Brian Link
Mar 9 · 4 min read

As I was interviewing this past Fall/Winter, I answered many different situational questions. There’s one good question that sticks with me now, especially as I’m faced with the real situation of what that question represents.

When you join a big agile transformation in progress as an Agile Coach, where should you start? I’ll share with you my answer and some opinions in case it’s helpful.

Understand the Vision and Scope

In order to make sure you are being as affective as possible, you need to know where the organization is on its journey, obviously. But specifically, that means understanding the vision of your leadership. Everyone knows that an agile transformation can only be as successful as however high you have leadership support. If your most senior agile evangelist is a Director of six teams, you’ll be challenged to instigate change outside of that area of influence. Likewise, if your transformation is only sponsored (understood and supported) by a technology division leader, you may be relegated to only creating change within IT and tech. The goal of every transformation should be to expand quickly outside of technology so as to increase collaboration with the other areas of the business. Business leaders and champions outside of technology, reporting into different executives, can only accelerate your organization’s transformation.

Learn the History

So, as you understand the vision and scope from your most senior agile leader, you’ll start imagining where your skills will be most helpful. But before you consider diving in, don’t underestimate the amount of effort you should take in understanding the history of where the company has been. Tried and failed attempts at agile. Prior consultants. Cultural impact of prior leaders. Corners of lingering command and control leadership. Early successes, etc. As you settle in, be sure to learn the stories of what has transpired previously as it will help you relate to the challenges and struggles of the individuals and teams you will be coaching.

Assess the Greatest Need

There are some big picture ingredients every transformation needs to be successful. As you learn the vision, scope and history, you will start putting the pieces together of where the organization needs to focus. The obvious starting point is usually to focus on the agile foundation and level of maturity within the teams. You may also consider the other layers of servant leadership, program / portfolio management and senior leadership as areas to focus, potentially at the same time with different coaches and leaders.

But the layers of SAFe are not the only way you should think about transformation progress and adoption. In fact, the larger your organization, the greater disparity there will be between the laggards and early adopters. So consider the cross-section of adoption patterns as well. There is tremendous benefit to building awareness and a training regimen for those who have not yet been exposed to agile, for example.

Focus on Product

One of the most challenging aspects of a large transformation is the shift to a product mentality in a sea of existing, funded waterfall projects. You can’t snap your fingers and get everyone working a new way, so be realistic about how you address the shift to products. In particular, expect there to be individuals who are obligated to support and even contribute to existing and prior projects. Carve out a meaningful list of early adopter teams that are passionate about change and willing to work towards establishing a product focus with enough leeway from their managers to deal with the ambiguity of working on two things at once if necessary. The change has to start somewhere. As soon as possible, however, form long-standing teams that are dedicated to your agile efforts to build products.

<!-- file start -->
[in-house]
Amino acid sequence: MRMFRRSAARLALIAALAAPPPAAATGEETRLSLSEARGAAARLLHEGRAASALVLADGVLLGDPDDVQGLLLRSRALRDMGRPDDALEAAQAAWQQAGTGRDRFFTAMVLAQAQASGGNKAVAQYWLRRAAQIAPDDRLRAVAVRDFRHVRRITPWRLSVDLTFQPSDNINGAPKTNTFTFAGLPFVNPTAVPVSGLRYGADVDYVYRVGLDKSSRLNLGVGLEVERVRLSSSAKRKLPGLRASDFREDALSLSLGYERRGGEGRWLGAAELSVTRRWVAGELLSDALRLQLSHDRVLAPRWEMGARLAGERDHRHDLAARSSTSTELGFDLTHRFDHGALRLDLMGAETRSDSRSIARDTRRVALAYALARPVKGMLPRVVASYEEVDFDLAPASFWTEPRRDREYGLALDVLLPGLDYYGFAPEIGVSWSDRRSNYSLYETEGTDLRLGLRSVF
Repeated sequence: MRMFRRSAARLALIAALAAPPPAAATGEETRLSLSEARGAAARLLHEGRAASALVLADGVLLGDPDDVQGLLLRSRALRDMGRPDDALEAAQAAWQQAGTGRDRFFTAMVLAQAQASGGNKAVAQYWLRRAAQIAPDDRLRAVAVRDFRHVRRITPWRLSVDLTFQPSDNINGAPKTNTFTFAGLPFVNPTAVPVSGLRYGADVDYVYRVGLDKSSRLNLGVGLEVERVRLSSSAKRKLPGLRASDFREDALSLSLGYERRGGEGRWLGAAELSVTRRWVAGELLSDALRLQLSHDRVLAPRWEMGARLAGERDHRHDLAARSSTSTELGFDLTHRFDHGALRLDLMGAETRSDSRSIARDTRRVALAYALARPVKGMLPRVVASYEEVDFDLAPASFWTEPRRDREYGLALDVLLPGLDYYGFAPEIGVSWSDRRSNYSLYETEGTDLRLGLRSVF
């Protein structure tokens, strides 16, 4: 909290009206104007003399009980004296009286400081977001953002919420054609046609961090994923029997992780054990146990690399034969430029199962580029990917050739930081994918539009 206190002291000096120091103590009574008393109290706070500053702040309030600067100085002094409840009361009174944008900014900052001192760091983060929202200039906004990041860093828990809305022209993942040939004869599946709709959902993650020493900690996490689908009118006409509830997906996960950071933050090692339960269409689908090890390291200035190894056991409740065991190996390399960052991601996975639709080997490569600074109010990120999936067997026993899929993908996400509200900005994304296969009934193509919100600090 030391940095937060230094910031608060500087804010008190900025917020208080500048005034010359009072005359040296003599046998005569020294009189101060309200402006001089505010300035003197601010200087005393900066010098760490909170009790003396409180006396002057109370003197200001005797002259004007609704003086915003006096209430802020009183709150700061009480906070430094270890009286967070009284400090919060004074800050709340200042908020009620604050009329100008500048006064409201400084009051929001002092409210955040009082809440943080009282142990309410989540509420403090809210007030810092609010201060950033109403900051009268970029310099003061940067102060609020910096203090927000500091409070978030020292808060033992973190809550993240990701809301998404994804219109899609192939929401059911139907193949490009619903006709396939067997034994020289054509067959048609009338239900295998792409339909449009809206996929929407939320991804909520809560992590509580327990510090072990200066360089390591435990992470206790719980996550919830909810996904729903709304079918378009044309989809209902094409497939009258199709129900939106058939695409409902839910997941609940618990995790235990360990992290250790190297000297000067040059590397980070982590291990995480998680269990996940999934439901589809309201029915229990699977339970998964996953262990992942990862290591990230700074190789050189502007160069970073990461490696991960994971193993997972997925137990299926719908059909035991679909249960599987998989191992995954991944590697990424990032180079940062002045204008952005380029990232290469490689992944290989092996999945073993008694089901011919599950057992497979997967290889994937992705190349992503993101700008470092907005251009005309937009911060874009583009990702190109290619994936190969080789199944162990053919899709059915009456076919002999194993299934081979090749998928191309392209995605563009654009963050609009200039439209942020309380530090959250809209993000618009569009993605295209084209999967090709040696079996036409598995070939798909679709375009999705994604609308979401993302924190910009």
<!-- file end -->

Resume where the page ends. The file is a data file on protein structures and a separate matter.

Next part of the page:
A Coaching Plan

Given all of the above and whatever circumstances your organization faces, come up with an adaptive plan and approach to how your coaches will attack the various challenges and needs of your organization. You might decide to just build one shining example to showcase as a case study and create more champions to help build and expand an Agile Community of Practice. You might decide to adopt a small number of teams to colocate in an open space so that your coaches can more efficiently spend time actively working with the teams. This Dojo strategy, made famous by Target in Minneapolis, is a great way to tackle a very large number of teams with a small number of coaches as you get started, especially if you have geographic challenges with the teams being physically separated in different buildings.

I hope these high level ideas are helpful to get you started, should you be in a similar situation as I am, working with a new company tackling a large transformation and working to figure out the best approach to making progress.

About the Author: Brian Link is the owner of Practical Agilist, LLC and author of AgileMisconceptions.com. Brian provides leadership and coaching services as an Agile Delivery Consultant and Business Agility Coach at LeanDog. Follow Brian on Twitter @blinkdaddy or LinkedIn or subscribe to his AgileColumbus.com newsletter. If you’re in Columbus, come join Brian at the monthly Business Agility meetup or upcoming Business Agility Midwest Conference.

Practical Agilist

A practical guide to applying agile principles and navigating an agile transformation in the real, messy world.

Brian Link

Written by

Business Agility Coach + Practical Agilist @LeanDog. Previously @CASChemistry, @Digg, @Dell, @Chef. Loves Quantum Physics, Startups, SciFi + Manda

Practical Agilist

A practical guide to applying agile principles and navigating an agile transformation in the real, messy world.

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